ATLANTA (June 26, 2020) – Without access to effective treatment, children who continually refuse to eat may experience growth delays, decreased cognitive ability and compromised immune function. To help overcome these medical and developmental complications, William Sharp, PhD, a Psychologist and Director of the Multidisciplinary Feeding Program at Children’s Healthcare of Atlanta, recently completed a five-year retrospective analysis of an intensive multidisciplinary intervention for children with avoidant-restrictive food intake disorder (ARFID). After this intervention, 7n in 10 patients no longer needed a feeding tube.
“This model represents one of the first standardized approaches to treatment that may be replicated to allow children greater access to evidenced-based feeding intervention,” said Dr. Sharp, who also serves as an Associate Professor in the Emory University School of Medicine Department of Pediatrics.
ARFID is a feeding disorder complicated by medical, developmental, behavioral and oral-motor skill concerns. Child temperament, pain or discomfort with feeding, negative experiences with feeding or negative experiences related to the mouth may all contribute to the development of a feeding disorder. ARFID affects about 5% of children in the U.S., but few clinics specialize in its treatment.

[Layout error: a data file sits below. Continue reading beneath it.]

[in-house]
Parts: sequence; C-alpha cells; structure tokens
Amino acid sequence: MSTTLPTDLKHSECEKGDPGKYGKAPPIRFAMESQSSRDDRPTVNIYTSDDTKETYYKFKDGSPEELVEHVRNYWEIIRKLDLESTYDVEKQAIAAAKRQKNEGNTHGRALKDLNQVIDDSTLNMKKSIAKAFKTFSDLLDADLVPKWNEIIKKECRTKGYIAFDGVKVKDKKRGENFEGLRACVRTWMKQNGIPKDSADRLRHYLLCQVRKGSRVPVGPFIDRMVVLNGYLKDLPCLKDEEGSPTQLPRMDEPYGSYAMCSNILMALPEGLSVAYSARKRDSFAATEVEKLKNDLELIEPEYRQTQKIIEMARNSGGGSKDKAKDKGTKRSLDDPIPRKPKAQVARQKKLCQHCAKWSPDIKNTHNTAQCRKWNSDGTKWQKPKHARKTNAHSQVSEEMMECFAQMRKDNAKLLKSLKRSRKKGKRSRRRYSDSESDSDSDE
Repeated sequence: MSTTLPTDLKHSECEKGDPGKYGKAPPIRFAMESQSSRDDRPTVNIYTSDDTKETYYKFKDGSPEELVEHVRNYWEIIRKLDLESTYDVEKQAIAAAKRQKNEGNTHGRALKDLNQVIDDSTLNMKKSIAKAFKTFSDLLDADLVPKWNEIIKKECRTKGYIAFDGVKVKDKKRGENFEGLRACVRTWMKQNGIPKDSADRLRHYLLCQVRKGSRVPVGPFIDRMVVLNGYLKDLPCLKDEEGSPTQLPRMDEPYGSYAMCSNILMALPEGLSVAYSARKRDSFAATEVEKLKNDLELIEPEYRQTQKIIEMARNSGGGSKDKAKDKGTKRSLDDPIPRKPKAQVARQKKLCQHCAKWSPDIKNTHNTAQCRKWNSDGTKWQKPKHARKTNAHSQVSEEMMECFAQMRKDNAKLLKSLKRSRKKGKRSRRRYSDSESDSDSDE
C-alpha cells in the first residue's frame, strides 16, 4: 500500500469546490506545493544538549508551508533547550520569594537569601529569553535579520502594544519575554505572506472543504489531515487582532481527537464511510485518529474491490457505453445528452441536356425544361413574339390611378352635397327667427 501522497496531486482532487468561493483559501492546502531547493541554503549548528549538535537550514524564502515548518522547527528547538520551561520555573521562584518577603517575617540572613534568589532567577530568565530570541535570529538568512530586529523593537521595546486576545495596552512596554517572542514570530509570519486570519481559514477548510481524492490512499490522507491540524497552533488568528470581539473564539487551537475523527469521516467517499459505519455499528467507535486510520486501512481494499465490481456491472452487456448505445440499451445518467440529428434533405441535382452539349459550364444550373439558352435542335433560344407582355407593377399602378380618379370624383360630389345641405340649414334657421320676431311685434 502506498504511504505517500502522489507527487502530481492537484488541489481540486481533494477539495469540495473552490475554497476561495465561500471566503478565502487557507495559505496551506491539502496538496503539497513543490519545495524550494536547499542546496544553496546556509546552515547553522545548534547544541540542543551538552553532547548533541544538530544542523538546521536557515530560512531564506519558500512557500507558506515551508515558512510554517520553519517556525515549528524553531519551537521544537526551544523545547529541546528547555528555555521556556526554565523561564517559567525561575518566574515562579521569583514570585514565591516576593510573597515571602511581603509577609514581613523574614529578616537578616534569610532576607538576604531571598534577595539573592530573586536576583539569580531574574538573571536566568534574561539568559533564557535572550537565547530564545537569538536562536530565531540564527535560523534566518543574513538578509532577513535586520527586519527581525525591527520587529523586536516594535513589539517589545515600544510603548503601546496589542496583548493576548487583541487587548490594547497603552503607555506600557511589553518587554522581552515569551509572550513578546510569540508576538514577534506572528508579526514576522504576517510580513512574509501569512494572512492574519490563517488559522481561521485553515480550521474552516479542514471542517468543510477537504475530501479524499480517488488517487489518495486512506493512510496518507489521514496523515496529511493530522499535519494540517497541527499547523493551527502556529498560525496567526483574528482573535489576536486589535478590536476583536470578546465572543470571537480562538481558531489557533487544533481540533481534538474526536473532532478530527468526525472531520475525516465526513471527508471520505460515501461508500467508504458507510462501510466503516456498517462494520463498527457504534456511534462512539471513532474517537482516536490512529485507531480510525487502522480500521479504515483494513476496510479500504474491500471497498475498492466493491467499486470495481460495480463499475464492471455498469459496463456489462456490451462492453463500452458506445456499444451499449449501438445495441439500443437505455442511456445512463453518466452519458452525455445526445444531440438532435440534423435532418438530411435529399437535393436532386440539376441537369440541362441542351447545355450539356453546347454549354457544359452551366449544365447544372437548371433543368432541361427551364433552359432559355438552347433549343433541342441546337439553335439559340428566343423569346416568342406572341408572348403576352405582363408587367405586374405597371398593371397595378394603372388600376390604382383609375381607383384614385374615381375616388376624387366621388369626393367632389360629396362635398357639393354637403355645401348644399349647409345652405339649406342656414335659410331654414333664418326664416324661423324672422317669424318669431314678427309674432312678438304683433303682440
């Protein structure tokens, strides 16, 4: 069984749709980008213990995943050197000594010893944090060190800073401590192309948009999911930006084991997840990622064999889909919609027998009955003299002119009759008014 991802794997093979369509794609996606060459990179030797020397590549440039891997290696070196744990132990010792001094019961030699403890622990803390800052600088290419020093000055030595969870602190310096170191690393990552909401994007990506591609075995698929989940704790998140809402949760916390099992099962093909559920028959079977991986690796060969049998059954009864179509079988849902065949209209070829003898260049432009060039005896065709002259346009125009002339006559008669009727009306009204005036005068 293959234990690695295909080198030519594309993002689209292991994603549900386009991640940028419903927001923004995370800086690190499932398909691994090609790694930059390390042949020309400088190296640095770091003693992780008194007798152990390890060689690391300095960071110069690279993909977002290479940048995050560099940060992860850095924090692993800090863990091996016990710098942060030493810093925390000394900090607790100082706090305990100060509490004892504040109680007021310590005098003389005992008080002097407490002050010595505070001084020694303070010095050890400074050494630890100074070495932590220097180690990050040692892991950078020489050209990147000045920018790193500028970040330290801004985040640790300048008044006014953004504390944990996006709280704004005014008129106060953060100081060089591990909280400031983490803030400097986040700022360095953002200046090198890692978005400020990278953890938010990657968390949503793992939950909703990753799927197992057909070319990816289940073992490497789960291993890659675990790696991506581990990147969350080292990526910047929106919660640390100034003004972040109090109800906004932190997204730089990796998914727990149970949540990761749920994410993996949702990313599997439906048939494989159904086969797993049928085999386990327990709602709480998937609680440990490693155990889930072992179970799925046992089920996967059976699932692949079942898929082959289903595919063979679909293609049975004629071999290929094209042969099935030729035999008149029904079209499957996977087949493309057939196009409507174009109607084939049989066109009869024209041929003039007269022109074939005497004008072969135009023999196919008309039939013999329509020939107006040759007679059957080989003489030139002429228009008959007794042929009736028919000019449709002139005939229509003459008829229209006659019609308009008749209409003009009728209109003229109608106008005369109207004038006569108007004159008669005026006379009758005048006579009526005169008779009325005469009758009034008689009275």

“The lack of intervention guidelines outlining the steps and procedures involved in advancing oral intake represents a major hurdle for opening more clinics to treat this pediatric population,” Dr. Sharp said. “Treatment manuals represent an important and necessary prerequisite to replicate and evaluate treatment access settings.”
Developed over the past 12 years, the Multidisciplinary Feeding Program’s intensive multidisciplinary treatment model combines daily behavioral intervention and parent training with nutrition therapy, oral-motor therapy and medical oversight. The retrospective study evaluating the program, “Intensive Multidisciplinary Intervention for Young Children With Feeding Tube Dependence and Chronic Food Refusal: An Electronic Health Record Review,” was published in the Journal of Pediatrics. The analysis included 81 patients ages 10 months to 19 years who relied exclusively on a feeding tube for most nutrition and whose previous treatments were unsuccessful. They received four meals each day over five days a week for two months or more. At discharge, their oral nutrition intake increased by 70% and food refusal decreased by 68%. At follow-up appointments, 72% of patients were completely weaned from their feeding tube.
“This level of daily service combined with our treatment methodology allows for an accelerated rate of recovery,” Dr. Sharp said. “Now, we aim to package the intervention model and test it on a larger scale in new treatment settings.”
Based on the success of the model, the Multidisciplinary Feeding Program is increasing access to care at Children’s to meet a significant unmet need in Georgia. In addition to its location at the Marcus Autism Center, the program has increased capacity by more than 200% after expanding to offer services at the Children’s Center for Advanced Pediatrics.